Stanford Advisors

All Publications

  • Ontogenetic antagonism-mutualism coupling: perspectives on resilience of stage-structured communities OIKOS Ke, P., Nakazawa, T. 2018; 127 (3): 353–63

    View details for DOI 10.1111/oik.04702

    View details for Web of Science ID 000426652500003

  • Statistical recipe for quantifying microbial functional diversity from EcoPlate metabolic profiling ECOLOGICAL RESEARCH Miki, T., Yokokawa, T., Ke, P., Hsieh, I., Hsieh, C., Kume, T., Yoneya, K., Matsui, K. 2018; 33 (1): 249–60
  • Species coexistence through simultaneous fluctuation-dependent mechanisms. Proceedings of the National Academy of Sciences of the United States of America Letten, A. D., Dhami, M. K., Ke, P. J., Fukami, T. 2018


    Understanding the origins and maintenance of biodiversity remains one of biology's grand challenges. From theory and observational evidence, we know that variability in environmental conditions through time is likely critical to the coexistence of competing species. Nevertheless, experimental tests of fluctuation-driven coexistence are rare and have typically focused on just one of two potential mechanisms, the temporal storage effect, to the neglect of the theoretically equally plausible mechanism known as relative nonlinearity of competition. We combined experiments and simulations in a system of nectar yeasts to quantify the relative contribution of the two mechanisms to coexistence. Resource competition models parameterized from single-species assays predicted the outcomes of mixed-culture competition experiments with 83% accuracy. Model simulations revealed that both mechanisms have measurable effects on coexistence and that relative nonlinearity can be equal or greater in magnitude to the temporal storage effect. In addition, we show that their effect on coexistence can be both antagonistic and complementary. These results falsify the common assumption that relative nonlinearity is of negligible importance, and in doing so reveal the importance of testing coexistence mechanisms in combination.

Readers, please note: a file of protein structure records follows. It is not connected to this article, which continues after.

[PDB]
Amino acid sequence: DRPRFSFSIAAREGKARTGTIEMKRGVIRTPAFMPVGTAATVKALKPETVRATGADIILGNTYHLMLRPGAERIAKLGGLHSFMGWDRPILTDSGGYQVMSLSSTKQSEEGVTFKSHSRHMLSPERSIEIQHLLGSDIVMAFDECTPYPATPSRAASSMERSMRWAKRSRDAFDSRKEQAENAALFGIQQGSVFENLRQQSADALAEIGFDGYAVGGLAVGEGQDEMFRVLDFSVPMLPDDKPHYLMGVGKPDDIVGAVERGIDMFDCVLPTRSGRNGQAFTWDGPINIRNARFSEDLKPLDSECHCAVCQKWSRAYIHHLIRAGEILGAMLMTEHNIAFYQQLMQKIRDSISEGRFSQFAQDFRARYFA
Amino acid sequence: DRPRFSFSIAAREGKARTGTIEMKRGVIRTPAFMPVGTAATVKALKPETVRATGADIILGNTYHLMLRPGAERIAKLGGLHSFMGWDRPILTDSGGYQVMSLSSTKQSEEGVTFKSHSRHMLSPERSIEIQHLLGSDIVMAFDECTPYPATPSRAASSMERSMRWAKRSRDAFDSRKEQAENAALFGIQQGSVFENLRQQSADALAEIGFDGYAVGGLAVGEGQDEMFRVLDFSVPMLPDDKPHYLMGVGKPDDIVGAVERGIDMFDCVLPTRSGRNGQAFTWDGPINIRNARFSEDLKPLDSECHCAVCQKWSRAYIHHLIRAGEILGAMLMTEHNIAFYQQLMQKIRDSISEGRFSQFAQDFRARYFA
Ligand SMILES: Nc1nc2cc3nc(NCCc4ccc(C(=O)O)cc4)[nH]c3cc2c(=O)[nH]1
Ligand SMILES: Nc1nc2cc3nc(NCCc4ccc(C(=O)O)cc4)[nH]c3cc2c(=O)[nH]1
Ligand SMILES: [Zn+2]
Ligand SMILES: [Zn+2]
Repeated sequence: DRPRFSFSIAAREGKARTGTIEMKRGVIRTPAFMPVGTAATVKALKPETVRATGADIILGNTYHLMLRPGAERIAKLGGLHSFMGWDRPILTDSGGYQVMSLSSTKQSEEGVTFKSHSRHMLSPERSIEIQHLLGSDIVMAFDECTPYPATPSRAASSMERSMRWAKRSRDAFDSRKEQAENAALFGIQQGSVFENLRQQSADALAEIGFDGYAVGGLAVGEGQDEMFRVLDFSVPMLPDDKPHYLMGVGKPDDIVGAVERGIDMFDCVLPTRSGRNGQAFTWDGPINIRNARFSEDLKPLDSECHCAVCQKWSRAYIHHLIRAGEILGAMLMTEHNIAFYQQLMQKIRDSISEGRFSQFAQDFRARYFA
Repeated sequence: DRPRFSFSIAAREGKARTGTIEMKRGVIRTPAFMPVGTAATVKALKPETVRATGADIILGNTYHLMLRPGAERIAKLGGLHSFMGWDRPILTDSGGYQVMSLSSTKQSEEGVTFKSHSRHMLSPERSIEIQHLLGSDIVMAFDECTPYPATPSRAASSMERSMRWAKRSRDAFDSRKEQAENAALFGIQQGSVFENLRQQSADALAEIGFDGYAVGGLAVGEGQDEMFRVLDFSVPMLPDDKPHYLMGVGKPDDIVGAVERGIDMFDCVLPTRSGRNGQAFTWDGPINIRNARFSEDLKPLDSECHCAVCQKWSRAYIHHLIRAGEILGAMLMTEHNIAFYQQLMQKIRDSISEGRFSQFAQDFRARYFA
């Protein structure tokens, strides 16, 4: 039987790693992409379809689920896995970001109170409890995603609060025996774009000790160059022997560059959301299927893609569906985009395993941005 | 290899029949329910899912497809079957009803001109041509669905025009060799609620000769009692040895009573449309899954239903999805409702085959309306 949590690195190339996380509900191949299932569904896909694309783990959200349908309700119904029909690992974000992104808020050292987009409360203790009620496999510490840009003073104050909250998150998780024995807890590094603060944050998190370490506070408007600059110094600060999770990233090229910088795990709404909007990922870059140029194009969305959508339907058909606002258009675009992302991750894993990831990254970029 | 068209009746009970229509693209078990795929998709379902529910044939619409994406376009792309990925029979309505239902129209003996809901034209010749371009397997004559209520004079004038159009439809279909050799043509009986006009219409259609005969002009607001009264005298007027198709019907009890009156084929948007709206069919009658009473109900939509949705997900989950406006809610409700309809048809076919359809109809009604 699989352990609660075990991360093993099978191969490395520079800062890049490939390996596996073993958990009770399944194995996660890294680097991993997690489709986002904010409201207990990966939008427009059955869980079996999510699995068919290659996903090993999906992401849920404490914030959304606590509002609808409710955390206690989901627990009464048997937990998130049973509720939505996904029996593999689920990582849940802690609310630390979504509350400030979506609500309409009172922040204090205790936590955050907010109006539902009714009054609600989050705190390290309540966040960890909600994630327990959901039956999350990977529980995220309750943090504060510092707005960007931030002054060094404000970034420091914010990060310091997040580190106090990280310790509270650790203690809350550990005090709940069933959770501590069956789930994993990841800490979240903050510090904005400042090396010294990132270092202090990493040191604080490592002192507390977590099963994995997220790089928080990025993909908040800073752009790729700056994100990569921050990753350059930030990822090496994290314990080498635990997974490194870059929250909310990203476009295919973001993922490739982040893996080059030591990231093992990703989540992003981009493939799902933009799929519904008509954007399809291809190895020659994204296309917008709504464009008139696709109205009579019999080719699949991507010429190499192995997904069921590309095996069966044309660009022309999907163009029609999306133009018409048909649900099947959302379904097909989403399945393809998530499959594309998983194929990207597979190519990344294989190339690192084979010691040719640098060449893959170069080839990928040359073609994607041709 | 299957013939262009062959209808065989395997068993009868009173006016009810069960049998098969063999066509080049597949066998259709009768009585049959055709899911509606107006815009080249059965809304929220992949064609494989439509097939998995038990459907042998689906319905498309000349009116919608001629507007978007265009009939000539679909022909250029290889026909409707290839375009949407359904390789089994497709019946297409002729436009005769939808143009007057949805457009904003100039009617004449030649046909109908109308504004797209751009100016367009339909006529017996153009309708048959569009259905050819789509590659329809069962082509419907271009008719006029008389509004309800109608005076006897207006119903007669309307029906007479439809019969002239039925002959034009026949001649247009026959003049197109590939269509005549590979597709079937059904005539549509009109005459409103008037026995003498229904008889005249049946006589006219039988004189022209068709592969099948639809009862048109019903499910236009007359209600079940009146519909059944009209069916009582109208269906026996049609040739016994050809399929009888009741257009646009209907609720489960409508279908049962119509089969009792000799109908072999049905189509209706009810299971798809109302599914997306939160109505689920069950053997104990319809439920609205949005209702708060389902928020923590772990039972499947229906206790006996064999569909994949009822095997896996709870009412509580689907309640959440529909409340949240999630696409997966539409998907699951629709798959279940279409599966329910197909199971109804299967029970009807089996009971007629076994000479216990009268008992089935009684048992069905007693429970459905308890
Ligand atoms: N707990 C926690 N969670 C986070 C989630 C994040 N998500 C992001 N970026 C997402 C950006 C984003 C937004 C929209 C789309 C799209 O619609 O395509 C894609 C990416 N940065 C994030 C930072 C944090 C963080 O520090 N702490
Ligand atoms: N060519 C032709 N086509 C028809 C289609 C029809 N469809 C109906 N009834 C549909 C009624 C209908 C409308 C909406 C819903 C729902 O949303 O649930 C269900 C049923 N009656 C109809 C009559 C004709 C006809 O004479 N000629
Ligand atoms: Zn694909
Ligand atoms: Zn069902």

View details for DOI 10.1073/pnas.1801846115

    View details for PubMedID 29895689

  • Linking modern coexistence theory and contemporary niche theory ECOLOGICAL MONOGRAPHS Letten, A. D., Ke, P., Fukami, T. 2017; 87 (2): 161-177

    View details for DOI 10.1002/ecm.1242

    View details for Web of Science ID 000400406300001

  • The soil microbial community predicts the importance of plant traits in plant-soil feedback NEW PHYTOLOGIST Ke, P., Miki, T., Ding, T. 2015; 206 (1): 329-341


    Reciprocal interaction between plant and soil (plant-soil feedback, PSF) can determine plant community structure. Understanding which traits control interspecific variation of PSF strength is crucial for plant ecology. Studies have highlighted either plant-mediated nutrient cycling (litter-mediated PSF) or plant-microbe interaction (microbial-mediated PSF) as important PSF mechanisms, each attributing PSF variation to different traits. However, this separation neglects the complex indirect interactions between the two mechanisms. We developed a model coupling litter- and microbial-mediated PSFs to identify the relative importance of traits in controlling PSF strength, and its dependency on the composition of root-associated microbes (i.e. pathogens and/or mycorrhizal fungi). Results showed that although plant carbon: nitrogen (C : N) ratio and microbial nutrient acquisition traits were consistently important, the importance of litter decomposability varied. Litter decomposability was not a major PSF determinant when pathogens are present. However, its importance increased with the relative abundance of mycorrhizal fungi as nutrient released from the mycorrhizal-enhanced litter production to the nutrient-depleted soils result in synergistic increase of soil nutrient and mycorrhizal abundance. Data compiled from empirical studies also supported our predictions. We propose that the importance of litter decomposability depends on the composition of root-associated microbes. Our results provide new perspectives in plant invasion and trait-based ecology.

    View details for DOI 10.1111/nph.13215

    View details for Web of Science ID 000350347500033

    View details for PubMedID 25521190

  • Incorporating the soil environment and microbial community into plant competition theory. Frontiers in microbiology Ke, P., Miki, T. 2015; 6: 1066-?

    View details for DOI 10.3389/fmicb.2015.01066

    View details for PubMedID 26500621